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North American Silk Road Collections: In Search of Provenance

By Miki Morita 30 September 2016

One of my tasks as a research fellow for the Georgetown-IDP project for the North American Silk Road Collections is to locate the pieces’ original locations, including their placement within the archaeological sites. Such information can be derived from various sources, such as stylistic analyses, the materials used, published archaeological reports, and archival records. And sometimes, such provenance information has been inscribed on the pieces by the archaeologist.

Cursive German writing scored in to plaster.
Reverse of Object C412. Photographer: Miki Morita

The picture above shows the back of one of the fragmentary murals which I introduced in my last blog post (Penn Museum, C412). The inscription incised directly into the stucco plaster base reads as follows:

III Reise M. Ŏ. M.
Hŏhle I
im Schutt gefunden.

This simple inscription carries much information about this piece’s provenance. First, it is written in German, and we know from colleagues in the German collections that the German expeditions used various abbreviations to denote the provenance. So the first line, ‘III Reise’ (the third tour), indicates that this fragment was obtained during the third of the four German expeditions held between 1902 and 1914. The third expedition (1905–1907) covered sites around the areas of Kucha and Turfan.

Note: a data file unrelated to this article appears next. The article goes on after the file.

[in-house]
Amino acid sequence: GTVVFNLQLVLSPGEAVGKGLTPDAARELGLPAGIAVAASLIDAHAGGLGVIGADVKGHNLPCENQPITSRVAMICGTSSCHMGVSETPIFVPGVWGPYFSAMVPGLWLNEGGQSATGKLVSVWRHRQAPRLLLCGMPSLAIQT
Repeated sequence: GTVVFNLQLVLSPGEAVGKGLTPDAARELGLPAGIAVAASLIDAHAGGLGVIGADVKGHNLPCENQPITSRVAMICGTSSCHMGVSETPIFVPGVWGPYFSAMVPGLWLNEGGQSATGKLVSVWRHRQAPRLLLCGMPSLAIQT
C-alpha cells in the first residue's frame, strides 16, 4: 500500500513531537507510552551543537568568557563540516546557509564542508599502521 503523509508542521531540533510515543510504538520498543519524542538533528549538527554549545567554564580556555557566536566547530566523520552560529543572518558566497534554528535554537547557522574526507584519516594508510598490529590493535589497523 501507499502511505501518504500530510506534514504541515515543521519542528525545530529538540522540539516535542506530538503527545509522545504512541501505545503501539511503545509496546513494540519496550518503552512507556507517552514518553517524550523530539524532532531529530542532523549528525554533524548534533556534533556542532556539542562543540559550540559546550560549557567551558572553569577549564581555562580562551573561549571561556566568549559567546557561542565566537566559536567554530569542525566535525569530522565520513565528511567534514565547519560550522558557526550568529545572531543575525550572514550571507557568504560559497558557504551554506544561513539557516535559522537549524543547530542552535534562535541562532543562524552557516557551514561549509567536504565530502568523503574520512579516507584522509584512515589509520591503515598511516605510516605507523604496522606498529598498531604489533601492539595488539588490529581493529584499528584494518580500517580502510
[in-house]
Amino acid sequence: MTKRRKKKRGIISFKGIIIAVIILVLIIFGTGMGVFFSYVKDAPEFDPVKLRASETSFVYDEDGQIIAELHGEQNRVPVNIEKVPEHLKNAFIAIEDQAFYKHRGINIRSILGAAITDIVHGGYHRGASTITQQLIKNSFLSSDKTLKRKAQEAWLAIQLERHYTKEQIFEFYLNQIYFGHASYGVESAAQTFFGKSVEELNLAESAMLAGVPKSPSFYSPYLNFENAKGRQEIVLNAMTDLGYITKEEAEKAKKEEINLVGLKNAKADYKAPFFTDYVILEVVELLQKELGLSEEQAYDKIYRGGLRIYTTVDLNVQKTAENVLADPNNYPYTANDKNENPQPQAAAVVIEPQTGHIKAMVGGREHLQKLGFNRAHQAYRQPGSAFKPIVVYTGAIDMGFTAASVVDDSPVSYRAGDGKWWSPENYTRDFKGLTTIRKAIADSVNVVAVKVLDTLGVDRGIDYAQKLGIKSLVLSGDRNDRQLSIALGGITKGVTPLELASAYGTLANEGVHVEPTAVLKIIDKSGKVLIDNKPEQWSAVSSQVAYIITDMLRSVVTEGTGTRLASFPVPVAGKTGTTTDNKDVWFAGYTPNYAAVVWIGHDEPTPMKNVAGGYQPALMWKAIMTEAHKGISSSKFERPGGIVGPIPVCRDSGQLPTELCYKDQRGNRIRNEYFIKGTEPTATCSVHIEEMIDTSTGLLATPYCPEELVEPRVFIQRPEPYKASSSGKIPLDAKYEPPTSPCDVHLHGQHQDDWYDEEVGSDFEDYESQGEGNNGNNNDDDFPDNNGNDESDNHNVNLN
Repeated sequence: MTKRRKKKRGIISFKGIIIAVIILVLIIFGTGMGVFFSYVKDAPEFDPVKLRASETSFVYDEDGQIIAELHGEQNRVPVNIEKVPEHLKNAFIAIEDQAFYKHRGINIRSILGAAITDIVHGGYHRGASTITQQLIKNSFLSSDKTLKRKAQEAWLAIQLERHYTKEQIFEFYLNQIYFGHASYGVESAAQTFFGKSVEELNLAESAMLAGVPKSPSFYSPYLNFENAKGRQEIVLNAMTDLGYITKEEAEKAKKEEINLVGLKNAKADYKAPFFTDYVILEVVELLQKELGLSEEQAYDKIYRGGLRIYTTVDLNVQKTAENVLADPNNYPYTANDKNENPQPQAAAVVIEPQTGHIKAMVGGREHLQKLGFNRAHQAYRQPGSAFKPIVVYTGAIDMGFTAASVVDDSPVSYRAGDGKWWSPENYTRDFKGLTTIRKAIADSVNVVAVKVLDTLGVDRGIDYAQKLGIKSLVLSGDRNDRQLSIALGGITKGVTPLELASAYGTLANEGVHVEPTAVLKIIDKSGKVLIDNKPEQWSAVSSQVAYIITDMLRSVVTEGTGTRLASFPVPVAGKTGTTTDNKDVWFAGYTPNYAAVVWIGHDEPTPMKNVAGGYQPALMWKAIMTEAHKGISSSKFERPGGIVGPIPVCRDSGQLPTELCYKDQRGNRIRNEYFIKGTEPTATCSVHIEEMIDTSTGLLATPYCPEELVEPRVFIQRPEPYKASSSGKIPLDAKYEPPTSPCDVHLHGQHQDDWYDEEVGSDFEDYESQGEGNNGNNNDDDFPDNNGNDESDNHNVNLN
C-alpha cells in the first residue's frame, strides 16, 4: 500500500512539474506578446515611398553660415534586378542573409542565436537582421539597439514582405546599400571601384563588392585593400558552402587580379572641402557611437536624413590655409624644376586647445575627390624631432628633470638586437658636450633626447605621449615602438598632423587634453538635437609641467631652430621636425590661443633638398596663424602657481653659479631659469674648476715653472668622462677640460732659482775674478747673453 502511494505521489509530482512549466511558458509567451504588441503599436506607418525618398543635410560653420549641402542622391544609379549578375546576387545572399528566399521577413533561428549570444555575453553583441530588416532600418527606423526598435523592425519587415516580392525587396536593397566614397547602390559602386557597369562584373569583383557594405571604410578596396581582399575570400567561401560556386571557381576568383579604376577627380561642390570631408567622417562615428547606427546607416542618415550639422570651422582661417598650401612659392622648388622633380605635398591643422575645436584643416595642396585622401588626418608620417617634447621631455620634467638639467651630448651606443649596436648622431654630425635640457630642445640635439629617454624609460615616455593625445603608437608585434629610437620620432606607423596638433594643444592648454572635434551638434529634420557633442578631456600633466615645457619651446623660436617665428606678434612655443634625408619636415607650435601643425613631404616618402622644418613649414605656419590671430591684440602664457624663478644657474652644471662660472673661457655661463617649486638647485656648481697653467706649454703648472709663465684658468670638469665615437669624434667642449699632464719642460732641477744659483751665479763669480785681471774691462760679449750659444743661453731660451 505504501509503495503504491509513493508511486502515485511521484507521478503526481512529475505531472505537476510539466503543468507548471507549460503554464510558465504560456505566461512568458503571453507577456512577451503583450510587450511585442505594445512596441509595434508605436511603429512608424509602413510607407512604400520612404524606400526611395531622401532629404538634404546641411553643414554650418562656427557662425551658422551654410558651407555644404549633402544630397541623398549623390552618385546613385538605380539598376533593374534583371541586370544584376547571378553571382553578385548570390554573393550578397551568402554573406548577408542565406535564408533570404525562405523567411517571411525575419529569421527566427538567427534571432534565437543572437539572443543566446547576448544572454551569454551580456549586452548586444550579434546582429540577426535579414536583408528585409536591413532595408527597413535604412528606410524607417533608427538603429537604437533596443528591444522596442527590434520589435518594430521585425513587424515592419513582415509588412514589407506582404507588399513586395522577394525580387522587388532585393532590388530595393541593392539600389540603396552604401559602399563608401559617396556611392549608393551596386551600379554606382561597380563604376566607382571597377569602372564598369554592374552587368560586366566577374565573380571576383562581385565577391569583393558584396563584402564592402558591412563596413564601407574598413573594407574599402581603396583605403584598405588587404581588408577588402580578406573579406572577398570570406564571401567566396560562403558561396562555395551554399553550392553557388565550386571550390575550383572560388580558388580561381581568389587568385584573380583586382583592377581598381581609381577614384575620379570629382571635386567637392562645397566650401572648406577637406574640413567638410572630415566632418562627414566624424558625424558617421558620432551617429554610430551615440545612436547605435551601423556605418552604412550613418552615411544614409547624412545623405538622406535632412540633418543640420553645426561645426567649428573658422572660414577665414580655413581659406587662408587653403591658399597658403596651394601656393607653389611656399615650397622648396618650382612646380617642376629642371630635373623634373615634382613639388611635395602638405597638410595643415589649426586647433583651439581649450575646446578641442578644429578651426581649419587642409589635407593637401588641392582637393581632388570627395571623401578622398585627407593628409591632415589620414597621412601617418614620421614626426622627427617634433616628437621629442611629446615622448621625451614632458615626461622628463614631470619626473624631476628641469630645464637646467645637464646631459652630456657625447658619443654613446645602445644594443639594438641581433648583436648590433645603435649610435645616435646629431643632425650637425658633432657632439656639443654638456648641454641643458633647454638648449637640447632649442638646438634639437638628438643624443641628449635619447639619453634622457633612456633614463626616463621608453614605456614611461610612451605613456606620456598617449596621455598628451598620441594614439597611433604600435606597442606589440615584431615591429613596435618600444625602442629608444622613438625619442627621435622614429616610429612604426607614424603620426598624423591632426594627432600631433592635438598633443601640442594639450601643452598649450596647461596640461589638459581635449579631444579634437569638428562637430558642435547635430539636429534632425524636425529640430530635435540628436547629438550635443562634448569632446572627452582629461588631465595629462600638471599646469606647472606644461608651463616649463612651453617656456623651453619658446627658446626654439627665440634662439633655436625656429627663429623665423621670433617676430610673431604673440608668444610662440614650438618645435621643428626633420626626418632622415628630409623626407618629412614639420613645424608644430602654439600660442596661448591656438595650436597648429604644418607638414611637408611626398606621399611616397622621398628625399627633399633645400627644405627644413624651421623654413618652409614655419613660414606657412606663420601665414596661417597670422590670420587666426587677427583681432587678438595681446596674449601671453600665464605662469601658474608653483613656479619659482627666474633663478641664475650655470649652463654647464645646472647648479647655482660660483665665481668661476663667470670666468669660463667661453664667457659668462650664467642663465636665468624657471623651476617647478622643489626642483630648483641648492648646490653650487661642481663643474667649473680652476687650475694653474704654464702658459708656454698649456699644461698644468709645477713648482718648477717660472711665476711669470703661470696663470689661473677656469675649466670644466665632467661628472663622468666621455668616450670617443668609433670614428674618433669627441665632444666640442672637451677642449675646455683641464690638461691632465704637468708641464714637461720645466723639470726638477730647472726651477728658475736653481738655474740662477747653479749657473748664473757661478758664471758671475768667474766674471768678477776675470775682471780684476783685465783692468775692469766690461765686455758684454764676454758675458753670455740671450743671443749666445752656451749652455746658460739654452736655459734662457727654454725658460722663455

The rest of the inscription gives information on where the fragment was discovered. This part of the inscription is usually straightforward, but sometimes confusing due to abbreviations and errors. In the case of this fragment at the Penn Museum, Professor Adam Smith of the University of Pennsylvania, Stephen Lang of the Penn Museum, and I worked together to reconstruct and translate this inscription, also consulting colleagues at IDP Germany.